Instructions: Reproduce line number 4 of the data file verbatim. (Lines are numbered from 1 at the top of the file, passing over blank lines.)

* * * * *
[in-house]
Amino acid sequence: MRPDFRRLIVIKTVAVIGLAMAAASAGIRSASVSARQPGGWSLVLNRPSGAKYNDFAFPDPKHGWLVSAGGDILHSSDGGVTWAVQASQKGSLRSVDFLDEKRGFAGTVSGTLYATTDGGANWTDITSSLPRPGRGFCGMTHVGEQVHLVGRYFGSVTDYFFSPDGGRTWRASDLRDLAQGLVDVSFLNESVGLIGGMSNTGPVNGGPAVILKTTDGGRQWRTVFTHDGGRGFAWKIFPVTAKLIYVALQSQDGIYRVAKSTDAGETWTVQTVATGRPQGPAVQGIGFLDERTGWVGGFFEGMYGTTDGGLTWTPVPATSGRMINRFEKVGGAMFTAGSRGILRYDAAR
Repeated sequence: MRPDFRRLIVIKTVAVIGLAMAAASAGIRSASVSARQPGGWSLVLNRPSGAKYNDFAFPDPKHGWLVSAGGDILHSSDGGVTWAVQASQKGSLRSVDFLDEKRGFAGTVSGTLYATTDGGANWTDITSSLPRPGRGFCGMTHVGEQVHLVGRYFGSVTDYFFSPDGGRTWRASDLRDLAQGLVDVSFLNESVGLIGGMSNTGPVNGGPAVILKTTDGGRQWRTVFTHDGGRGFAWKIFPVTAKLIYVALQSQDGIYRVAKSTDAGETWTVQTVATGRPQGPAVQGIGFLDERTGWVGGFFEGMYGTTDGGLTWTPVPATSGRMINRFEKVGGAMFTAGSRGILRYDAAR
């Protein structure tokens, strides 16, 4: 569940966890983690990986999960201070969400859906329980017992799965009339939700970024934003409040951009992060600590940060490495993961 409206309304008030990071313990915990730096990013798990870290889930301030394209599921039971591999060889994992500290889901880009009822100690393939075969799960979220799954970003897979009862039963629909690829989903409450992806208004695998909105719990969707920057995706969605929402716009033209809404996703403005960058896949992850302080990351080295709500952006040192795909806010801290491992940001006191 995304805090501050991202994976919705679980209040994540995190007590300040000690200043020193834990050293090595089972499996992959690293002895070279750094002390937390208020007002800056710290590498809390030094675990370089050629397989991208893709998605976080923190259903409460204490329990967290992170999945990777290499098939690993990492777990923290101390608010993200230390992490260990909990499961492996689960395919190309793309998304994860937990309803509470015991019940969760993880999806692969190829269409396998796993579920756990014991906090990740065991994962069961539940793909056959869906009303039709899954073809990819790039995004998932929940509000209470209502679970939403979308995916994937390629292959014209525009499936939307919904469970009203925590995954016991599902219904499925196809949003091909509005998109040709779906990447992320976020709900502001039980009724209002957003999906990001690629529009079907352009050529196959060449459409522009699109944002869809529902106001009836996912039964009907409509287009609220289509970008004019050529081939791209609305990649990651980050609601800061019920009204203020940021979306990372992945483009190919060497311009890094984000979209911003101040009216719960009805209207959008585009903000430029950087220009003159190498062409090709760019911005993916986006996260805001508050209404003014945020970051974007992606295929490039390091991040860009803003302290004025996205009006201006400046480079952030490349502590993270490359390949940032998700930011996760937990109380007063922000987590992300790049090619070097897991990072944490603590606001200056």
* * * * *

């Protein structure tokens, strides 16, 4: 569940966890983690990986999960201070969400859906329980017992799965009339939700970024934003409040951009992060600590940060490495993961 409206309304008030990071313990915990730096990013798990870290889930301030394209599921039971591999060889994992500290889901880009009822100690393939075969799960979220799954970003897979009862039963629909690829989903409450992806208004695998909105719990969707920057995706969605929402716009033209809404996703403005960058896949992850302080990351080295709500952006040192795909806010801290491992940001006191 995304805090501050991202994976919705679980209040994540995190007590300040000690200043020193834990050293090595089972499996992959690293002895070279750094002390937390208020007002800056710290590498809390030094675990370089050629397989991208893709998605976080923190259903409460204490329990967290992170999945990777290499098939690993990492777990923290101390608010993200230390992490260990909990499961492996689960395919190309793309998304994860937990309803509470015991019940969760993880999806692969190829269409396998796993579920756990014991906090990740065991994962069961539940793909056959869906009303039709899954073809990819790039995004998932929940509000209470209502679970939403979308995916994937390629292959014209525009499936939307919904469970009203925590995954016991599902219904499925196809949003091909509005998109040709779906990447992320976020709900502001039980009724209002957003999906990001690629529009079907352009050529196959060449459409522009699109944002869809529902106001009836996912039964009907409509287009609220289509970008004019050529081939791209609305990649990651980050609601800061019920009204203020940021979306990372992945483009190919060497311009890094984000979209911003101040009216719960009805209207959008585009903000430029950087220009003159190498062409090709760019911005993916986006996260805001508050209404003014945020970051974007992606295929490039390091991040860009803003302290004025996205009006201006400046480079952030490349502590993270490359390949940032998700930011996760937990109380007063922000987590992300790049090619070097897991990072944490603590606001200056």